Monday, December 8, 2008

Holiday Traveling

I love this time of year. I enjoy planning menus, savoring visits from loved ones, and remembering what this holiday is all about. I even enjoy the hustle and bustle of traveling around to spend time with family and friends. Through the years I've learned what makes for successful holiday traveling. I will share this wisdom in today's post.

1) Put fuel in the car before the lines form at the local gas stations. =) Sadly, I have spent precious time waiting to gas my car on the day we try to head somewhere. And since I usually manage to get gas fumes all over me whenever I put gas in my car, doing so on the day we travel is not pleasant. This makes for bad moods all the way around. So I take measures to remind myself to take care of this chore ahead of time. My children mock me when I post notes to myself on the fridge like "Get gas!" but lately, if I don't write notes to myself, I tend to space important things. Perhaps it's all of those head injuries coming back to haunt me . . .

2) Since we live in an area that can go from record heat to surprise blizzards in no time flat, this is the time of year to take precautions. I make sure my trunk contains the following items: A small shovel (in case I manage to wedge the car into a snow bank along the way); kitty litter (it might seem embarrassing to keep a container of this in one's trunk, but it does provide great traction under your tires if you're stuck in icy snow); a first aid kit (my sister gave this to me as a "gag gift" one year, since she seems to think I have my share of boo-boos, but we've used it a lot and I rarely travel anywhere without it); blanket(s) (in case we get stranded and it's cold); snow boots, gloves, & winter hats (these items come in handy if one has to get one's car unstuck during a blizzard. Don't make fun . . . it has happened); snacks (these come in handy even if we don't get stranded. I have found that if you feed people as you travel, they remain friendly. Plus, if you're a Type 1 diabetic like me, it's a good idea to have a few carbs on hand if the blood sugar level drops along the way.)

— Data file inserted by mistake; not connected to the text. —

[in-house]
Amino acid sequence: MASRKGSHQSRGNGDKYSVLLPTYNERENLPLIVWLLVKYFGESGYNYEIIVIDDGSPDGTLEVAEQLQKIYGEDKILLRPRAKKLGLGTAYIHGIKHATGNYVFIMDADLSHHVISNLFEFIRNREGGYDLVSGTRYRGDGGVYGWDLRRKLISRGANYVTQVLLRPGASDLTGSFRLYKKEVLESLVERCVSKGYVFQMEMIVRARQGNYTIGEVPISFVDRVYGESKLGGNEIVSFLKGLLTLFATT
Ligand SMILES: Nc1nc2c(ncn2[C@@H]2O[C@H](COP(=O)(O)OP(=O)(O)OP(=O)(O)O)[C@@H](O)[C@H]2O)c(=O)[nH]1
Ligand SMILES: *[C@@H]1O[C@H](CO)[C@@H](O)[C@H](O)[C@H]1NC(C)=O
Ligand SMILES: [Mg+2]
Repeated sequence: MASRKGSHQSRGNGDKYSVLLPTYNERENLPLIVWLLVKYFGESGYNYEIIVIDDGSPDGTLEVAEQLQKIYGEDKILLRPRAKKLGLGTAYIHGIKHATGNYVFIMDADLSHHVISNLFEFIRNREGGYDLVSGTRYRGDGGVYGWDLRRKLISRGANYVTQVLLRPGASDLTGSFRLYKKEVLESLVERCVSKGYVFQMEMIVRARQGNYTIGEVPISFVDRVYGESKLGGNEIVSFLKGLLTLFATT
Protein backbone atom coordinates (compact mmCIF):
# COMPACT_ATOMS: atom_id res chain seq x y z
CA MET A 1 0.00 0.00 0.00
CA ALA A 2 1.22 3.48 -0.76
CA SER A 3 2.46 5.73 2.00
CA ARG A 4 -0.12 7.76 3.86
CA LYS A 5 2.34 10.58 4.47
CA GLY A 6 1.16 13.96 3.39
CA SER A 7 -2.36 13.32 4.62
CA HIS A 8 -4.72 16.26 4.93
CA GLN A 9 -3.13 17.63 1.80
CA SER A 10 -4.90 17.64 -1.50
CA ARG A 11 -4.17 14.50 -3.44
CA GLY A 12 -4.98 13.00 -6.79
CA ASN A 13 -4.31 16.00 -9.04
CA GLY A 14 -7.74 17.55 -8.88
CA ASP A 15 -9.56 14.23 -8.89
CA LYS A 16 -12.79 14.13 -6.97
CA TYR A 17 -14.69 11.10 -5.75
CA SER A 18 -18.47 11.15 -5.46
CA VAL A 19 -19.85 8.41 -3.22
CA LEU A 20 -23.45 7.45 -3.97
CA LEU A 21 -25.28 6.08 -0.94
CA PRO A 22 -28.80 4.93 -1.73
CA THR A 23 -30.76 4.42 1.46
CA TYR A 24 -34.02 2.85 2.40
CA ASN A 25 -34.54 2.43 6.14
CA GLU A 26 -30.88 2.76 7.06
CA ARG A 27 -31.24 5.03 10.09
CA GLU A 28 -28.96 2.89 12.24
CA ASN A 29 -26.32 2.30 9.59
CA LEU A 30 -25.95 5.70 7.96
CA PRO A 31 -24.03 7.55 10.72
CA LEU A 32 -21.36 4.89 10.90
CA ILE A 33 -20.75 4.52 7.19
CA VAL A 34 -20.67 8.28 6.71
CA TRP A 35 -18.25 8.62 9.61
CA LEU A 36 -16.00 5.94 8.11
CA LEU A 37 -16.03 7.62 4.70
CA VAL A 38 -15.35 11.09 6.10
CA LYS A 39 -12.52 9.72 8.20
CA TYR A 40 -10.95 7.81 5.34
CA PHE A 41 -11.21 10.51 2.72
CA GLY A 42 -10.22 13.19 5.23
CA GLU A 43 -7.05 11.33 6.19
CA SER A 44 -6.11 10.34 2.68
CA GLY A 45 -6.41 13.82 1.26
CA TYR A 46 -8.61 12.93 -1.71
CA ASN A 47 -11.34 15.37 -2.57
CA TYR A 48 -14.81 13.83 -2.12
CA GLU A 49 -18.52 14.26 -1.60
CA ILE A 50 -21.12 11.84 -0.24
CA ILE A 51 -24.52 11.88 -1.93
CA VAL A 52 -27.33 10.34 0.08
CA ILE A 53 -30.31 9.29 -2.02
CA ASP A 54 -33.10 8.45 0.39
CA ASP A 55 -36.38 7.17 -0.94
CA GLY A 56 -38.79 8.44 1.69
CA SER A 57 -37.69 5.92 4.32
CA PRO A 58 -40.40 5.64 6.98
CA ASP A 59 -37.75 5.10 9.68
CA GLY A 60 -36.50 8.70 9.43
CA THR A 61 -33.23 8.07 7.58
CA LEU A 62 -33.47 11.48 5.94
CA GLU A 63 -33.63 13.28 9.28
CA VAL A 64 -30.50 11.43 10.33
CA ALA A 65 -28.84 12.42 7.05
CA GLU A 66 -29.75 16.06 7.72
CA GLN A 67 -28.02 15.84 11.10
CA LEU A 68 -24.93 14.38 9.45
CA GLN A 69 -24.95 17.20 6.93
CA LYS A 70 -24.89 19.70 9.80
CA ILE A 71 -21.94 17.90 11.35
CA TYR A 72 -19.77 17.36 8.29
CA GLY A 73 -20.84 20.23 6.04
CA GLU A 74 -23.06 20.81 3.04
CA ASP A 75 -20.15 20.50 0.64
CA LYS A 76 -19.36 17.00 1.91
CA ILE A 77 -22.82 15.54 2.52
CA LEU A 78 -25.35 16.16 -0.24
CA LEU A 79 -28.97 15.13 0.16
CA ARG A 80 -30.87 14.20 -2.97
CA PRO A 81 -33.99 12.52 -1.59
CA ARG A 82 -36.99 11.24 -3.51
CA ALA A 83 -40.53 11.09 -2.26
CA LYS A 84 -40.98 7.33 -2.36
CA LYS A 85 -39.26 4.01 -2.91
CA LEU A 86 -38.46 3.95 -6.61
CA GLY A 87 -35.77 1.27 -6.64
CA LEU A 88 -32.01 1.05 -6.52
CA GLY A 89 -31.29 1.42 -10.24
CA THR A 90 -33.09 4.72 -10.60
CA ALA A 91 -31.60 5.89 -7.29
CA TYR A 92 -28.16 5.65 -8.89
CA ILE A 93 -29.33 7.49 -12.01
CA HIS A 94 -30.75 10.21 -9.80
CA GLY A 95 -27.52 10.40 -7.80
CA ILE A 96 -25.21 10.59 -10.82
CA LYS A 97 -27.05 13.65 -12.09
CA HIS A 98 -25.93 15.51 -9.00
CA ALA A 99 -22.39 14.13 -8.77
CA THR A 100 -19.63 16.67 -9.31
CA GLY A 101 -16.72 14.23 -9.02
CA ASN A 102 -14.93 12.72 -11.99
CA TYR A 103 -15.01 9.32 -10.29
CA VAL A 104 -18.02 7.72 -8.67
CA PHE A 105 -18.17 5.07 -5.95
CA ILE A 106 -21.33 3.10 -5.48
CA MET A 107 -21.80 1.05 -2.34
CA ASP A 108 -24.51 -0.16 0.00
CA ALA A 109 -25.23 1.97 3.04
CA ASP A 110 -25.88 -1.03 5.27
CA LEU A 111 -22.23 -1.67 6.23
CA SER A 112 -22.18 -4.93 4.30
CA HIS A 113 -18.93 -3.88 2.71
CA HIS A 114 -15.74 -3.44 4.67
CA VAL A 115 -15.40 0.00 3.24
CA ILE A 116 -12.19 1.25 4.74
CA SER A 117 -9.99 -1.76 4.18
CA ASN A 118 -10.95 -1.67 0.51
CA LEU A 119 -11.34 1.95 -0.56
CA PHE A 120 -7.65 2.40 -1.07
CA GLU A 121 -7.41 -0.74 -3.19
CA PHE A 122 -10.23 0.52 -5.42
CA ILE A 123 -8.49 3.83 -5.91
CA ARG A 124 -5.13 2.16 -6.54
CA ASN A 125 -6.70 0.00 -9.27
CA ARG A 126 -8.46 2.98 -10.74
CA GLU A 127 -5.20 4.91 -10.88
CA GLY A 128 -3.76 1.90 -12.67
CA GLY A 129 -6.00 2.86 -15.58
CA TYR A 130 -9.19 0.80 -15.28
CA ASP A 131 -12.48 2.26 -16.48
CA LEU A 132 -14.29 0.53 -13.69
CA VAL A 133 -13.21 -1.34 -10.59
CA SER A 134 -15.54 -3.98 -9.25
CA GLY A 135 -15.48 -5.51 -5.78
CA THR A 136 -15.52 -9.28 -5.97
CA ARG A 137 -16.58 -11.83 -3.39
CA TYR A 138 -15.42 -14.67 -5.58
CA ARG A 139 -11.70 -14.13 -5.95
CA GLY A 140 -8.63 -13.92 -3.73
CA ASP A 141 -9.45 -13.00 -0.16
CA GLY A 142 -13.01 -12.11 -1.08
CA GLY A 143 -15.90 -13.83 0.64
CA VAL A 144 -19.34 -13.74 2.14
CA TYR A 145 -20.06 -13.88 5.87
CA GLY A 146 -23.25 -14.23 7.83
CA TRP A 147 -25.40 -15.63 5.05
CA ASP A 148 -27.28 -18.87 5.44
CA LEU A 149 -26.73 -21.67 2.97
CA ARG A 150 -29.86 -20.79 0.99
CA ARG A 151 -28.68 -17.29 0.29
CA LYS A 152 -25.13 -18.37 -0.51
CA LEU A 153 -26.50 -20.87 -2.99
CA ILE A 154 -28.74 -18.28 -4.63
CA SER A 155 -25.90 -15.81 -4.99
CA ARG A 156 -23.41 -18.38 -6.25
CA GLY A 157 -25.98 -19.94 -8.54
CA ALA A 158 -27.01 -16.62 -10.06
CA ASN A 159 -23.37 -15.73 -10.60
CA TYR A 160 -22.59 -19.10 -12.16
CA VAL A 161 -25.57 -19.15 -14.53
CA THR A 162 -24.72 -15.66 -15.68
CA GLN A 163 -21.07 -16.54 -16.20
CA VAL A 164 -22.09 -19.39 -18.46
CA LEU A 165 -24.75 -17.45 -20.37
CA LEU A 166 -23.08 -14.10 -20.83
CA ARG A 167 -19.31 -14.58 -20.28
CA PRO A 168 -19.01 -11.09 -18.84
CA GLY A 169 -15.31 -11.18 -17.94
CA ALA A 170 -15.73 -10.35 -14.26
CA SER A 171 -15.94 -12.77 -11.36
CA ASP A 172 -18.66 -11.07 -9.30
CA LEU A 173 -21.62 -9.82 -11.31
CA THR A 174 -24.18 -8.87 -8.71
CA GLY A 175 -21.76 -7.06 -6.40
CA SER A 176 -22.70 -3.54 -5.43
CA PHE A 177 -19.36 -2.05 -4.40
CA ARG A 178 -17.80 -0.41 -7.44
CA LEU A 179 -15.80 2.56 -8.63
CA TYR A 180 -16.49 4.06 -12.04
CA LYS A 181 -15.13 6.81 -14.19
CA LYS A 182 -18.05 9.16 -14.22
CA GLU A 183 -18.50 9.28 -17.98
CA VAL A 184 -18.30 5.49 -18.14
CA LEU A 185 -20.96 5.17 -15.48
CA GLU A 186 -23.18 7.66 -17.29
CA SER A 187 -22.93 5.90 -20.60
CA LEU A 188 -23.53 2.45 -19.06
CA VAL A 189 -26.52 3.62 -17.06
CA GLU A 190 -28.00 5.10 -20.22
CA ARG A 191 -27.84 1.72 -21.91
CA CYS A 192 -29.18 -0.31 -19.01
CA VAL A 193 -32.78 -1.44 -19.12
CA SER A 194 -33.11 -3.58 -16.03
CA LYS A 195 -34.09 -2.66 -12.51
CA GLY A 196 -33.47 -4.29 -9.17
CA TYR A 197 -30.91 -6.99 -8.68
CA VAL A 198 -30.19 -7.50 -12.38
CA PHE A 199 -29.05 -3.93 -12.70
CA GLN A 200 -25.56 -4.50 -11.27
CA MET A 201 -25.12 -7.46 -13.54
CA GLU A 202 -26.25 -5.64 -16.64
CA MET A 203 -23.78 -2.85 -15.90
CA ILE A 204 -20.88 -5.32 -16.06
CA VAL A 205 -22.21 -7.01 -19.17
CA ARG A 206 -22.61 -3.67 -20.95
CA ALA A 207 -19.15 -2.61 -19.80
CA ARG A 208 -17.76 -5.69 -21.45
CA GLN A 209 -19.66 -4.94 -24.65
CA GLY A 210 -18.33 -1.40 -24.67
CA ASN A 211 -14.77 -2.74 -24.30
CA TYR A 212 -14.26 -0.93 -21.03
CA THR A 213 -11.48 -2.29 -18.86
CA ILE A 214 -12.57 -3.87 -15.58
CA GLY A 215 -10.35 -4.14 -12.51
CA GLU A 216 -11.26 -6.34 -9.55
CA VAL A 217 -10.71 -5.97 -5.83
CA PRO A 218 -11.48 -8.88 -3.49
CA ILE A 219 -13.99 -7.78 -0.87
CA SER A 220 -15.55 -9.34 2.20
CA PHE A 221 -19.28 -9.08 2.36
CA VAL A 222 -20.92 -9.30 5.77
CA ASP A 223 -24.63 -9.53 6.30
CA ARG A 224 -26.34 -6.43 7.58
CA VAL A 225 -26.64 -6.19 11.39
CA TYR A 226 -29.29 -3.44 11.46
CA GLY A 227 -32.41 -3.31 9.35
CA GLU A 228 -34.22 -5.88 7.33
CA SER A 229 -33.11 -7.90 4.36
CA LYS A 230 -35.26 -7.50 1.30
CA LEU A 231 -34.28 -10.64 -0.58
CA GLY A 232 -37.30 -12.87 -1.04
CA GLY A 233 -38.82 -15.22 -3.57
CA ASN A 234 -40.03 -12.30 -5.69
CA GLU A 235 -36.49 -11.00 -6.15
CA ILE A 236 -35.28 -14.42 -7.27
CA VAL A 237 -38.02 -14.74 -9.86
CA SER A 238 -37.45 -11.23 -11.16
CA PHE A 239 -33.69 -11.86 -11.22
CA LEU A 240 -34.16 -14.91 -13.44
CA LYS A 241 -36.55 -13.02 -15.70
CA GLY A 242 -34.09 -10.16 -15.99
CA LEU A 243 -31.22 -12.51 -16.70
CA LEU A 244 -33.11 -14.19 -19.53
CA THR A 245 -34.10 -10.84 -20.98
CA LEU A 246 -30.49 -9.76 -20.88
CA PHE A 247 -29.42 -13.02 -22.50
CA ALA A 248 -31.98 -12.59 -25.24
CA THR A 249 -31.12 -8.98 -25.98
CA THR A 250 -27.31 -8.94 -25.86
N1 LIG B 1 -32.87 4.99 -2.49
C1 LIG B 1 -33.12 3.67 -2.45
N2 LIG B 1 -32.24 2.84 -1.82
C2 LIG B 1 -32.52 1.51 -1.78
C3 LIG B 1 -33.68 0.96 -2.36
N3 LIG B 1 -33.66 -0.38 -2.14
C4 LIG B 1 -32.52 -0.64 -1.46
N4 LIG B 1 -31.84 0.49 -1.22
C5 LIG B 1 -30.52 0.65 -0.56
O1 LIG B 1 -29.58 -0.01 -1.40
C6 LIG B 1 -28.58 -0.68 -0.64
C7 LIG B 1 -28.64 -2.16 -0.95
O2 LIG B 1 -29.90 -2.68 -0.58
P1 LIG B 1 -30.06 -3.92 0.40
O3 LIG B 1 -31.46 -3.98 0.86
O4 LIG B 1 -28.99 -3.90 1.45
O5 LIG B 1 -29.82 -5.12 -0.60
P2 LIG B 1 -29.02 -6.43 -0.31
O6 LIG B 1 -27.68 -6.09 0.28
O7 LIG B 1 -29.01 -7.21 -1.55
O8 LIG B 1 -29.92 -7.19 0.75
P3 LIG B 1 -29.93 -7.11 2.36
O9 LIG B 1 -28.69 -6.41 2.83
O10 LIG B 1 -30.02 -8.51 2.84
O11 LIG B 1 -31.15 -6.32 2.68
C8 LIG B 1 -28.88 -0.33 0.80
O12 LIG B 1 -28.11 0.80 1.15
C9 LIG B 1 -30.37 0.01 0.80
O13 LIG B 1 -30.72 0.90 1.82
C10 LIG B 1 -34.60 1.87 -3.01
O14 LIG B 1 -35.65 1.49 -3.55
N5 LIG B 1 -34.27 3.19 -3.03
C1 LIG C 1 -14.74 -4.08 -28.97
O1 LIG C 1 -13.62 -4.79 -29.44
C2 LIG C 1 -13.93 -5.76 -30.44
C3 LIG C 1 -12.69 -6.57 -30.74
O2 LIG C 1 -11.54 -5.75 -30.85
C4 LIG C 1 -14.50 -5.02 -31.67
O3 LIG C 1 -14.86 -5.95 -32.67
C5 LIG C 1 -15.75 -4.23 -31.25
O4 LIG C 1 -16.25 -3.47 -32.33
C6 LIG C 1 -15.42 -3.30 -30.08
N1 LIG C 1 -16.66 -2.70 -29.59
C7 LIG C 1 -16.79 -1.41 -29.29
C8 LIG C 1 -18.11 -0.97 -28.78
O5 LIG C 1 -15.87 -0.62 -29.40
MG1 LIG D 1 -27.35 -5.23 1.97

3) Bring great tunes to get everyone in the holiday spirit. Since I love Christmas music, you can be sure I will be bringing my favorite Christmas CD's for everyone's enjoyment. (Yes, posterity, you heard me right. All of your favorites, including the Carpenter's Christmas Album. You'll thank me later, I know.)

4) Since my trunk will already be stuffed to the gills with emergency preparedness items for this trip, (see item # 2 above) bringing food for holiday feasts will be a challenge. I have found that there is less complaining when we put everyone's name into a hat and draw for things like holding pies, cheesecake, coolers, etc. It's a little like game show: "Son # 1, you get the distinct honor of holding this year's huckleberry pie(s) on the way to Grandma's house. Come on down!"

5) Avoid being negative while driving among people who don't seem as inclined to be courteous drivers. Nothing ruins a holiday mood more than road rage tendencies. Try to focus on the positive things like, "Hey, so what if we're stuck behind someone who doesn't understand speed limit signs---it's giving us a chance to appreciate the scenery along the way." Or: "I don't mind if our fellow traveler is practically hanging off the back of our trunk. Maybe he\she is tailgating because they want to hear the Carpenter's Christmas Album, too."

6) Do not attempt to use a cellphone while driving. This is not safe, and it's just bad karma. Trust me.

7) Watch out for the wildlife who tend to frolic on the highways this time of year. Now that hunting season is over, all of our woodland friends like to come down and wish everyone a happy holiday season. Unfortunately, some of them get carried away . . . literally . . . on the grills of our vehicles, under tires, etc. Just be careful out there.

8) For entertainment purposes, and to remind everyone of why we put ourselves through this, take turns listing what you're grateful for this year. I know high on my childrens' lists will be items like: Mom's copy of the Carpenter's Christmas Album. ;) My children will be delighted to know that I found where they stashed it last year. =D

9) Enjoy the journey. Appreciate the beauty you see as you travel. Tune out the negative things taking place in your life, and ponder the great blessings you enjoy on a daily basis. Not only will this enhance your mood, but it will help you keep a great perspective.

10) Take a nice nap after you enjoy a bounteous feast. That way you'll be rested for the journey home. As you can see, my offspring enjoy this tradition. Here they are in nap mode at their paternal grandmother's house a few year's ago.

Happy traveling everyone! =)


Jennie said...

Great advice, Cheri!

Anonymous said...

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Michele Ashman Bell said...

Great advice, wish I'd learned a lot of it sooner, rather than the hard way. Loved the pictures. Especially the nap photo. Depiction of true contentment.
Happy Holidays!